60 Minute Finance
CPA and Financial Counselor
Born and raised in Virginia, John passed the CPA exam before graduating from Virginia Commonwealth University and beginning his career at a “Big-8” accounting firm in 1987.
After two years in public accounting, he accepted employment with a client and rose through the ranks in private industry. Desiring to work in a more diversified environment, John started his own accounting practice in 2000 and added personal financial coaching services in 2013.
John resides in Hanover County, Virginia with his wife and children. He is active in his church, enjoys finishing a good run or workout at the gym, and leads personal finance classes in the community.
In addition to 60 Minute Finance, John is also the owner and president of Riverpine Services, Inc. Riverpine Services, Inc., provides freelance accounting services to a select number of small businesses throughout the region. In 2016, John moved to a part-time roll with Riverpine to focus his attention and energy on his personal financial education efforts.
BS, Accounting, Virginia Commonwealth University
The recommendations provided are educational in nature and not intended to be specific recommendations for any particular individual. The goal is to educate and inform readers of available options, with the ultimate decision being theirs. Please consult the appropriate tax, investment, insurance or financial planning expert before making any final decisions.
Congratulations on being in such good financial shape!
Since you mention an RMD, I assume the annuities are inside of an IRA. I'm not sure why your advisor recommended an annuity in your situation since you already had tax deferral via the IRA structure. Further, I assume you mean that you can take up to 10% out of the annuities without a surrender charge.
I'm not sure what your estimated taxable income is currently, but if you're in a reasonably low tax bracket, I'd recommend that you begin to move money out of your pre-tax accounts. This can be done by transferring an amount to a taxable brokerage account (your RMD can be handled this way). If you have additional room in a lower tax bracket, you may want to convert some of the pre-tax (I assume) 401k to a Roth 401k/IRA. This will move the investments to a tax-FREE account that your son and/or grandchild can also benefit from after your passing.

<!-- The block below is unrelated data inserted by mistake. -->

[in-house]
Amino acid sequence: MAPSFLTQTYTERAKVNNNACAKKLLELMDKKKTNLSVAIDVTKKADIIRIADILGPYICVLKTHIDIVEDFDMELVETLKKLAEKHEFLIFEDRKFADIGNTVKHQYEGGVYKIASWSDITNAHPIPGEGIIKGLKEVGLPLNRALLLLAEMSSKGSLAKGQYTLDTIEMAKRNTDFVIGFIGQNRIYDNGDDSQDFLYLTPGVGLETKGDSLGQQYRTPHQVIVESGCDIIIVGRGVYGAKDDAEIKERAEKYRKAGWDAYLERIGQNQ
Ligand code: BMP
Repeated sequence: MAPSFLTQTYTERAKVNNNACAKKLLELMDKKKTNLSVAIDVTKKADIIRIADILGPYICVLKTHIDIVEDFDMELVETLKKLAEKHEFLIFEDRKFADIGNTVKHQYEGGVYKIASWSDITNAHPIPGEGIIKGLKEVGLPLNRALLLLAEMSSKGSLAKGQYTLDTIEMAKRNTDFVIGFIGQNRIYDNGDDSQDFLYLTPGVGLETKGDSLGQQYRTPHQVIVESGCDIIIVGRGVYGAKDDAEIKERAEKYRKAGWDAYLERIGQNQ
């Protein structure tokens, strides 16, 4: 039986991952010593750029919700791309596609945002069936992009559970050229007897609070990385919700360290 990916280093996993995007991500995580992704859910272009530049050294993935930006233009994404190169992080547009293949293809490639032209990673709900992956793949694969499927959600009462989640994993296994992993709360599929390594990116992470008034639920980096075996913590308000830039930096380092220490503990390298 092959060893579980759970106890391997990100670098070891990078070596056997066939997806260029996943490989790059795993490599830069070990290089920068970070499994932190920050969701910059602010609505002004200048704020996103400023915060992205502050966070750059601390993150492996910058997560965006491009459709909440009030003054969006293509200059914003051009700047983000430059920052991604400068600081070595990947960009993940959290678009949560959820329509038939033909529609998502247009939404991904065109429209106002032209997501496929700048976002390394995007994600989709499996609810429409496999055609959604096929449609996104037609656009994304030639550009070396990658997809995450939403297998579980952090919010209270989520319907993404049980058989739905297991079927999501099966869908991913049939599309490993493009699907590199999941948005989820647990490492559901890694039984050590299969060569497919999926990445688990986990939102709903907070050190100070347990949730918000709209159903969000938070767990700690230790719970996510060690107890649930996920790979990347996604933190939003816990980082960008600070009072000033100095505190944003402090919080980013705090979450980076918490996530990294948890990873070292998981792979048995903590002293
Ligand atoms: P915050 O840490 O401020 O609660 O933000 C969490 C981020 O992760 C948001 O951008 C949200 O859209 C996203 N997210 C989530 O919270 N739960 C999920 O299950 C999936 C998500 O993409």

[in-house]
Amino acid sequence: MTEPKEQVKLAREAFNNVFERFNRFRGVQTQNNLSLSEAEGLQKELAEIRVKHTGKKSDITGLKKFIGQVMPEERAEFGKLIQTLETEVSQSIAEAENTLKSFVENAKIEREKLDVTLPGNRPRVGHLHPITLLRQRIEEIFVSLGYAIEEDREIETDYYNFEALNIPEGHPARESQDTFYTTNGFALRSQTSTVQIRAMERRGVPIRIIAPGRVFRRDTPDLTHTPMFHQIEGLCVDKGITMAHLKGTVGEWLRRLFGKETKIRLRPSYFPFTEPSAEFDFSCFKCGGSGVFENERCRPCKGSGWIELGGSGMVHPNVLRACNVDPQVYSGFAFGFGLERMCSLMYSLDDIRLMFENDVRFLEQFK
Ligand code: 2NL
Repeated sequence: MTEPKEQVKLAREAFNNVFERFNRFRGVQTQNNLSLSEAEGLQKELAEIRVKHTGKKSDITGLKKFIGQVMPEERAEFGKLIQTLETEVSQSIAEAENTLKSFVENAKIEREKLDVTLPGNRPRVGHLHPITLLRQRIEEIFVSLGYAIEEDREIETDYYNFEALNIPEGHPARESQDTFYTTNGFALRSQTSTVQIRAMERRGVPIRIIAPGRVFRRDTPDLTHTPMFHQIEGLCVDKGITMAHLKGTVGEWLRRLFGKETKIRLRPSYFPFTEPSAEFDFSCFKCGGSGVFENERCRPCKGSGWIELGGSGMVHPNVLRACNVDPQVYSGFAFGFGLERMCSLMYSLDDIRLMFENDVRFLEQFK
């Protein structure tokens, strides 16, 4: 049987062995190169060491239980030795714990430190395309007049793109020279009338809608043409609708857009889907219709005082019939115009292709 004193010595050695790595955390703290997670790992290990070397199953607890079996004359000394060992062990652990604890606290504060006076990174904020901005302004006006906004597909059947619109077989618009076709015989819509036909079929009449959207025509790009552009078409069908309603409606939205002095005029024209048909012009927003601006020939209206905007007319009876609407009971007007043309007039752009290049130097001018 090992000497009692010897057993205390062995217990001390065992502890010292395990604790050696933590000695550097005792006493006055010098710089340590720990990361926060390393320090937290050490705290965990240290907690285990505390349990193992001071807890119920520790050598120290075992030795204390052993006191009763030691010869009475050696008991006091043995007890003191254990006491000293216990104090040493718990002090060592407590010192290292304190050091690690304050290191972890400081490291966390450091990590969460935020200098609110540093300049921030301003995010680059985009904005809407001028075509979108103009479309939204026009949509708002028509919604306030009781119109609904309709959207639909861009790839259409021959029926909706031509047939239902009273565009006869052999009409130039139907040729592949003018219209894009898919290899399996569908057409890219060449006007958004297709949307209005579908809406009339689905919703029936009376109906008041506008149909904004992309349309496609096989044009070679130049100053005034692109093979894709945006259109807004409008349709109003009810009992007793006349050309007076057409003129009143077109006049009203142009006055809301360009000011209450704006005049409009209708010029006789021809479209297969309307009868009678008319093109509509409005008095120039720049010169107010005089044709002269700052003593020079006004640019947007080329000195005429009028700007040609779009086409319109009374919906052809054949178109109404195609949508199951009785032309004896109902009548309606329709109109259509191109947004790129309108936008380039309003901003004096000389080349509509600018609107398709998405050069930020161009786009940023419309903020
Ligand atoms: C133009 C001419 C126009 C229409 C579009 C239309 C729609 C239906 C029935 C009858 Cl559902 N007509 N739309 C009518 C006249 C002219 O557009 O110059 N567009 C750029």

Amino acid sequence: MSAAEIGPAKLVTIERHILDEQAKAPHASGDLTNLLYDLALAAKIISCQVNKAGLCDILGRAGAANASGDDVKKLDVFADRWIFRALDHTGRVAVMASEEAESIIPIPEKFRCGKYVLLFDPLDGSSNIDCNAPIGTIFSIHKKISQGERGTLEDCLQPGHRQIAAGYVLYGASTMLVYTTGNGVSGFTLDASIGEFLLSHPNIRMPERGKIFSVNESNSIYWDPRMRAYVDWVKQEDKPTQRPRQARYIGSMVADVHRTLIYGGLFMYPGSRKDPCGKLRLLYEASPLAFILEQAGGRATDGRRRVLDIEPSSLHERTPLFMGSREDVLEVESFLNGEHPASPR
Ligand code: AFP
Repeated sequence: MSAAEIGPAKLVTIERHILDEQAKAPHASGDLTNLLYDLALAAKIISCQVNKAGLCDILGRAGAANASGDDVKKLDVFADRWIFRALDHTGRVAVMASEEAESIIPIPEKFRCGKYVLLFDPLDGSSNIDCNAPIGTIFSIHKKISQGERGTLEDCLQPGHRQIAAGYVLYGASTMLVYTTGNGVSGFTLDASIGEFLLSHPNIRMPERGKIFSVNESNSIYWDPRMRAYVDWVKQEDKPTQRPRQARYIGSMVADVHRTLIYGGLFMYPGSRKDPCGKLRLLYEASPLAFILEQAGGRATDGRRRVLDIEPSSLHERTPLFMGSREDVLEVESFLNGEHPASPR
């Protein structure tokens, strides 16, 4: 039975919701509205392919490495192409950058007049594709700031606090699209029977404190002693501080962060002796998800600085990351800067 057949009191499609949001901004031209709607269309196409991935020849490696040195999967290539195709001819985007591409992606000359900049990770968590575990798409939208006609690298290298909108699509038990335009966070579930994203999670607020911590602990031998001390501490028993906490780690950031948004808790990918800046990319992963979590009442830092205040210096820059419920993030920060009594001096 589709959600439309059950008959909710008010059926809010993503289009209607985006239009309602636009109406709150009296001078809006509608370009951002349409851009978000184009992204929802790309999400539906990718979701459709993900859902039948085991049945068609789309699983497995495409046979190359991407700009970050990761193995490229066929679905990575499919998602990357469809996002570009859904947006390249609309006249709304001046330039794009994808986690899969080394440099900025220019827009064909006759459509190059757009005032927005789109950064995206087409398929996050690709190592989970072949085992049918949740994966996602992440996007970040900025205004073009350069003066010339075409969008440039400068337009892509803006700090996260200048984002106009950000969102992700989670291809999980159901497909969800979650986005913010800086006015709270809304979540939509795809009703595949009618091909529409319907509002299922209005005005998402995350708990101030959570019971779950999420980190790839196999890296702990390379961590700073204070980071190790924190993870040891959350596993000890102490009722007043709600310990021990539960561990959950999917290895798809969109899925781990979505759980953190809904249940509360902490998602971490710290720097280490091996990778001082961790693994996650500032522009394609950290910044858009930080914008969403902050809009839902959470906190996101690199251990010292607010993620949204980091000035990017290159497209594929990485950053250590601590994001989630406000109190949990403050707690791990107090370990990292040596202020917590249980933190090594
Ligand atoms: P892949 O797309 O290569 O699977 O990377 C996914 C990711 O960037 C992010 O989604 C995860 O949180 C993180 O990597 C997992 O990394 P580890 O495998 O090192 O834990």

Since you are investing with your son and granddaughter in mind, you may want to consider a heavier equity allocation than you would like for yourself. Your life expectancy is probably shorter than your son, and significantly shorter than your granddaughter! Invest with their time frame in mind, not your time frame, if you don't need the money for your expenses.
Best of luck and thanks for your question.
With such a short time frame (3-5 years), your options are limited. On-line, FDIC-insured money markets are now up to around 2% and there are some 1-year CD's paying 2.5%. I'd recommend sticking with those options. Yes, you won't earn much, but you also won't lose a chunk of your down payment when you need access to it.
Best of luck and thanks for the question.
I'd recommend only contributing enough to your 401k to get the company match. Any additional funds should be dedicated to debt elimination. Eliminating the student loans will increase your monthly net cash flow and allow you to save a serious amount of money each month!
Thanks for the question and best of luck!
If I understand your question correctly, I would recommend paying cash for the new home. Being debt free allows you to either cut your cash flow needs in retirement or, if you're still working, it allows you to save and invest a larger amount each month to take advantage of dollar-cost-averaging. Be sure to pay off any non-mortgage debt first (cars, credit cards, student loans, etc.), but it sounds like you don't have any of those to still deal with.
Enjoy debt-free life! Thanks for your question.
I like the idea of paying off the debt in full immediately upon receipt of the inheritance. It will eliminate the monthly payments from your cash flow as well as end any interest charges you are incurring.
If you're unsure, ask youself this question: If you had no debt and inherited "only" $120,000, would you then borrow another $50,000 to increase your cash balance to $170,000? Certainly most people wouldn't make such a move! If you wouldn't either, then you have your answer......pay off the debt in full.
Thanks for your question!